WHAT TO EXPECT

WHAT YOU SHOULD KNOW

HERES WHAT TO LOOK OUR FOR WHEN IT COMES TO HOME INSPECTIONS

Purchasing a home is one of the biggest money investments many of us make in our lives, so having a proper home inspection completed is wise. However, many buyers are not aware of what to expect during the home inspection process and how to proceed with the findings.

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Why Inspect?

Regardless if you are a buyer, seller or home owner who rents or lives in the home, you will benefit by having a properly done home inspection. In general:

1. When buying – a properly done home inspection will help reduce the risk of purchasing a home and give you leverage in negotiating the sales price with the seller;

2. When selling – a properly done home inspection allows you to disclose more thoroughly the physical condition of the home and;

3. When owner-occupying or renting your investment property – a properly done home inspection allows you the peace of mind knowing that your home is safe and gives you the information you need to keep your home in good working order.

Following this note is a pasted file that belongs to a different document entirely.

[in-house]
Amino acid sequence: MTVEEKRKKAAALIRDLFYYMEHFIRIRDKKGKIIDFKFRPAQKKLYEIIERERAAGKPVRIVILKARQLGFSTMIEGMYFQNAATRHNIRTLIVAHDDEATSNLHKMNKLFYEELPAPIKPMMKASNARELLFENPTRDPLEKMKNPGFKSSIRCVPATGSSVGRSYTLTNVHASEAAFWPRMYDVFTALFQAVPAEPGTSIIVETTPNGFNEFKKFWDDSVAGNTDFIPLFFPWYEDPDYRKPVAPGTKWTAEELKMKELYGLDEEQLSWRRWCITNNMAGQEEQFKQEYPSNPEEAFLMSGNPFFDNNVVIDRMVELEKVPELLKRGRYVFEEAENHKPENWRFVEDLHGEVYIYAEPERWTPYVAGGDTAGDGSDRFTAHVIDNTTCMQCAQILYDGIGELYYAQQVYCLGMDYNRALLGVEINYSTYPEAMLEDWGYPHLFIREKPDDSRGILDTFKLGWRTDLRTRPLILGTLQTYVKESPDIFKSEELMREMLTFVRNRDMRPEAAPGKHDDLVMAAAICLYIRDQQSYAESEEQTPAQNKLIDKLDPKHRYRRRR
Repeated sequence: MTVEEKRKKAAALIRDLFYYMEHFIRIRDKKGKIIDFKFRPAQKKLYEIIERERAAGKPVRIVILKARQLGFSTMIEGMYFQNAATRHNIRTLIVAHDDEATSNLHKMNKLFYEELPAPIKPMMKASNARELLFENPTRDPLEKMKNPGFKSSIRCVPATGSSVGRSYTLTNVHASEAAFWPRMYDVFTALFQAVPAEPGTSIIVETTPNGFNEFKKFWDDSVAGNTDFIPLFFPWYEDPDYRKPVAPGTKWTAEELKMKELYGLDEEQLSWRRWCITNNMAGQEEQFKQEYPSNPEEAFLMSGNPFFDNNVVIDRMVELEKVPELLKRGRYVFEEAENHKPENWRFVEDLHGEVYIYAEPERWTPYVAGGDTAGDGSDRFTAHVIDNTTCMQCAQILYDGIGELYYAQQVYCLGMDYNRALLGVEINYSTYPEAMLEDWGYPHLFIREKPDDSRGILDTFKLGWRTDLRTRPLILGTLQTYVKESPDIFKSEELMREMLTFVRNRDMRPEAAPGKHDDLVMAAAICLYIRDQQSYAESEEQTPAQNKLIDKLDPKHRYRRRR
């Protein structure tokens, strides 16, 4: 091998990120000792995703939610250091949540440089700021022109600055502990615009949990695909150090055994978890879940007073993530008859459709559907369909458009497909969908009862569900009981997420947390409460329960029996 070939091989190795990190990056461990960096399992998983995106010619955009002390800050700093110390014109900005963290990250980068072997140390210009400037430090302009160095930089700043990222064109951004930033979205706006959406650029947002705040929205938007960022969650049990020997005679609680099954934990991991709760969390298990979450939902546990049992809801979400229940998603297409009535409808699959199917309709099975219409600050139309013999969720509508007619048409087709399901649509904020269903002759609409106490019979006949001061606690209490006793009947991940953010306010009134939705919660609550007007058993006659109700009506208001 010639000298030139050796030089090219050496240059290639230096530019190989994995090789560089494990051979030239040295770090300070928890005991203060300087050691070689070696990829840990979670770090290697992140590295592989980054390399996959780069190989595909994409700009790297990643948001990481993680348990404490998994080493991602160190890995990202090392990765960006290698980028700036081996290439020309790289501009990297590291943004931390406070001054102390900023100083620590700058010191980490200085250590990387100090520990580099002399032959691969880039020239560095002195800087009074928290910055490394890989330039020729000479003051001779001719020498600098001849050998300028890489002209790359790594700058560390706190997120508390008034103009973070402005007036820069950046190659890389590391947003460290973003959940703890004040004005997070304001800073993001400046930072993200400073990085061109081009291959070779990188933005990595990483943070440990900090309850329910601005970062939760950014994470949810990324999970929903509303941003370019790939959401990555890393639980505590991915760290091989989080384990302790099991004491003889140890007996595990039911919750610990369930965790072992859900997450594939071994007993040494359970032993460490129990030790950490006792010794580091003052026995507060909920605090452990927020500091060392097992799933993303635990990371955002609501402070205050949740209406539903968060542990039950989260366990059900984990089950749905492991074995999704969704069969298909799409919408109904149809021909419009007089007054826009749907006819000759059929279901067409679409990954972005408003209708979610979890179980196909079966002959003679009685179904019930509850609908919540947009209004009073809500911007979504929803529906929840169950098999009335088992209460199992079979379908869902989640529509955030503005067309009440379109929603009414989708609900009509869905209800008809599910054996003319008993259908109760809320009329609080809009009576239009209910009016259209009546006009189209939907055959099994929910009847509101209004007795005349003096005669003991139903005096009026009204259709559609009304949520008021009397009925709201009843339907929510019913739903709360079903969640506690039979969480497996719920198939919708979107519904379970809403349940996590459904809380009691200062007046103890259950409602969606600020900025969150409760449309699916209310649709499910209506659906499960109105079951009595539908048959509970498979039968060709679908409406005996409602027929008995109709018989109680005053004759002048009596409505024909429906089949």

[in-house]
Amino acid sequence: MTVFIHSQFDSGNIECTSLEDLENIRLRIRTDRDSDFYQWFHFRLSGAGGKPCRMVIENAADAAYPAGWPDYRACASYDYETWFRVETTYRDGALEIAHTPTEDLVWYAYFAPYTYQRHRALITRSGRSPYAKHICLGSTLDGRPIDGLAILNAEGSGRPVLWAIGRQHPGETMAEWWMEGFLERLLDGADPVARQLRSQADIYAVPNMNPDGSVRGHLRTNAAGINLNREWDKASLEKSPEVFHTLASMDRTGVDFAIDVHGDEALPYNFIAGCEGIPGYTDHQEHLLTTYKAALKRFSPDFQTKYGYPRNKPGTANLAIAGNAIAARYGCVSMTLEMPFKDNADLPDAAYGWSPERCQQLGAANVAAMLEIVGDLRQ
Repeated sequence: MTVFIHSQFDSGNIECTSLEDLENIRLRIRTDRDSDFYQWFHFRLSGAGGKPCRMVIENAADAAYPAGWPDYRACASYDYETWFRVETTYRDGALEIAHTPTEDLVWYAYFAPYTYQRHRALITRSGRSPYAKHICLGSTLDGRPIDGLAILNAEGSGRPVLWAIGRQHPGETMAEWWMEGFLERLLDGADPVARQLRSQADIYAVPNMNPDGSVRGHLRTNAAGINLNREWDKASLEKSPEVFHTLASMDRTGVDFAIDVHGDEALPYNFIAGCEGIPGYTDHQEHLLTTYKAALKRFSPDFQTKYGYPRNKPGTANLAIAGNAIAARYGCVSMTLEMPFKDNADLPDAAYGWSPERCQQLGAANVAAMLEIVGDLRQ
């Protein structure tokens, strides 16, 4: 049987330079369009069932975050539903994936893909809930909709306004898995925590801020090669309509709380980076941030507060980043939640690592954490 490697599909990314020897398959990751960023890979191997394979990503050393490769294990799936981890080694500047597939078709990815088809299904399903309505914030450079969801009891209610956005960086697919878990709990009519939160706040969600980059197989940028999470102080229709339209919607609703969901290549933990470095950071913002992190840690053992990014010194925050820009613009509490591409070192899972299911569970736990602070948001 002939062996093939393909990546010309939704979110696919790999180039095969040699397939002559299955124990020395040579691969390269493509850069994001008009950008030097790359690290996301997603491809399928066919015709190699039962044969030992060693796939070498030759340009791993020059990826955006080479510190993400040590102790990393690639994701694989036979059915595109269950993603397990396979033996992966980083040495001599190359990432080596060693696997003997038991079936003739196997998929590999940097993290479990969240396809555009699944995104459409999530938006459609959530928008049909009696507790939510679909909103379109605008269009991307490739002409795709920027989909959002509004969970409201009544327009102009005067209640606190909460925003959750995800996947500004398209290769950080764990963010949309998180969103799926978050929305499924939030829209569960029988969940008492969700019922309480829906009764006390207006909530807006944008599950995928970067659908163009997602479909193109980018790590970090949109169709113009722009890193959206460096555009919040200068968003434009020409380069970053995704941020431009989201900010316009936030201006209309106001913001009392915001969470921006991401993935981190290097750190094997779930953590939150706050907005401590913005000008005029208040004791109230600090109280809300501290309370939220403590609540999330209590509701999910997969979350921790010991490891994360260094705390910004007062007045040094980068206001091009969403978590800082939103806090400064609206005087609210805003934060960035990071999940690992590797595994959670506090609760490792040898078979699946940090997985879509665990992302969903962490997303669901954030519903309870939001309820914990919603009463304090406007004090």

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What is the scope of the inspection and "Standards of Practice"?

Depending on who’s standards you follow, just be sure the inspection is being done according to standards you have been given a copy of. The most common and reputable standards have been produced by a few nationwide home inspection organizations, one being the “American Society of Home Inspectors”. By knowing what standards the inspector is using, you will know what is being inspected and what is not being inspected under the scope of the inspectors work. In general, most inspections are visual in nature, non-invasive and are mostly limited to areas in the home that can be safely and reasonably accessed. The inspector will not move furnishings and items in the home to get to areas not accessible if the home is occupied. Good inspectors will make every attempt to look in crawl spaces and attics, so the access hatches to these areas should be clear. The intent of good home inspectors is to be as thorough as possible, while leaving the property in the same condition as when it was entered. 

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Be aware there there are limitations to what an inspection can discover